Are you sleeping too much?
Sometimes, you just want to stay in bed as long as you possibly can.
But a study published in the journal Neurology this week suggests that sleeping too long or napping regularly could put you at increased risk to have a stroke.
In the study, participants’ relative risk for stroke rose 23% if they slept nine hours or more per night, compared to people who slept seven or eight hours.
Strokes are among the leading causes of death and disability in the U.S. Should you immediately go reset your alarms?
Dr. Demetrius Lopes, director Advocate Health Care’s stroke program, says you “have to be cautious interpreting these preliminary results.”
The study finds a relationship between people who sleep longer and strokes, but it doesn’t prove that sleeping longer causes strokes. It could be that people who are already at higher risk for stroke tend to sleep longer.
“It’s important to focus on the quality of sleep, not necessarily length,” Dr. Lopes says. “Make sure to create a routine of exercise and physical activity during the day. Create a daily schedule for time to go to bed.”
Sleep is something to consider, but some other factors more clearly raise your risk for stroke, such as high blood pressure, diabetes, heart disease, whether you smoke and your age. These are issues you should talk about with your doctor.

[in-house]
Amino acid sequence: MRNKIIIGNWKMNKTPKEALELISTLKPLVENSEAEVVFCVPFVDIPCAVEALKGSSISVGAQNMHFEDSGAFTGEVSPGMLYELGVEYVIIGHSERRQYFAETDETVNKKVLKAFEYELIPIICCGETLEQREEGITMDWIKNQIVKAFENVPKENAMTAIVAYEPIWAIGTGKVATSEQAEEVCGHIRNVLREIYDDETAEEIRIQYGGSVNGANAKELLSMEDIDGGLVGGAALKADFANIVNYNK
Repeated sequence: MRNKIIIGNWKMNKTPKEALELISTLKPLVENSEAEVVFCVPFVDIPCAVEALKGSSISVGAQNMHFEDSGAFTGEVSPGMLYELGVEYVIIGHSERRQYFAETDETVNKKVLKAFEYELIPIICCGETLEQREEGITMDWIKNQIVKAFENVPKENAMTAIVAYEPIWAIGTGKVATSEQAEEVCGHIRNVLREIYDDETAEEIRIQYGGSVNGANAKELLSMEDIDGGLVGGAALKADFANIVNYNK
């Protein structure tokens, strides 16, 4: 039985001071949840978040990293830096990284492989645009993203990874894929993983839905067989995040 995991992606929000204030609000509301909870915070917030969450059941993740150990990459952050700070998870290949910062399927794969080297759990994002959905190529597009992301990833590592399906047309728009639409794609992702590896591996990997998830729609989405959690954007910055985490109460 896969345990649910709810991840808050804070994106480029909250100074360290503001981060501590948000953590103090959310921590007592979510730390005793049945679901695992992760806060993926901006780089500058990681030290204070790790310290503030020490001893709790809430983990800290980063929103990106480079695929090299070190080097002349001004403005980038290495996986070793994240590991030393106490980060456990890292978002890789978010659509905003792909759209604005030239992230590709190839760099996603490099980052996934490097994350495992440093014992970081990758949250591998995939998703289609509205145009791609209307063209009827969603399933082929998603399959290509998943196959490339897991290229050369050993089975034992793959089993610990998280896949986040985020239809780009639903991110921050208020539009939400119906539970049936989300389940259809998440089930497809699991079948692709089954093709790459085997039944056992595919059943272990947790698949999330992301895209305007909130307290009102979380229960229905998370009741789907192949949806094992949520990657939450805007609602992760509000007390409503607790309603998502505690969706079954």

As for sleep, Dr. Lopes has some tips.
“About 2-3 hours before going to bed, start winding down. Avoid any digital media such as phones, tablets, computers or TV,” he says. “Also stay away from large and heavy meals. A good night of sleep will make you feel well rested and motivated in the morning.”
About the Author
Mike Riopell, health enews contributor, is a media relations coordinator with Advocate Aurora Health. He previously worked as a reporter and editor covering politics and government for the Chicago Tribune, Daily Herald and Bloomington Pantagraph, among others. He enjoys bicycles, home repair, flannel shirts and being outside.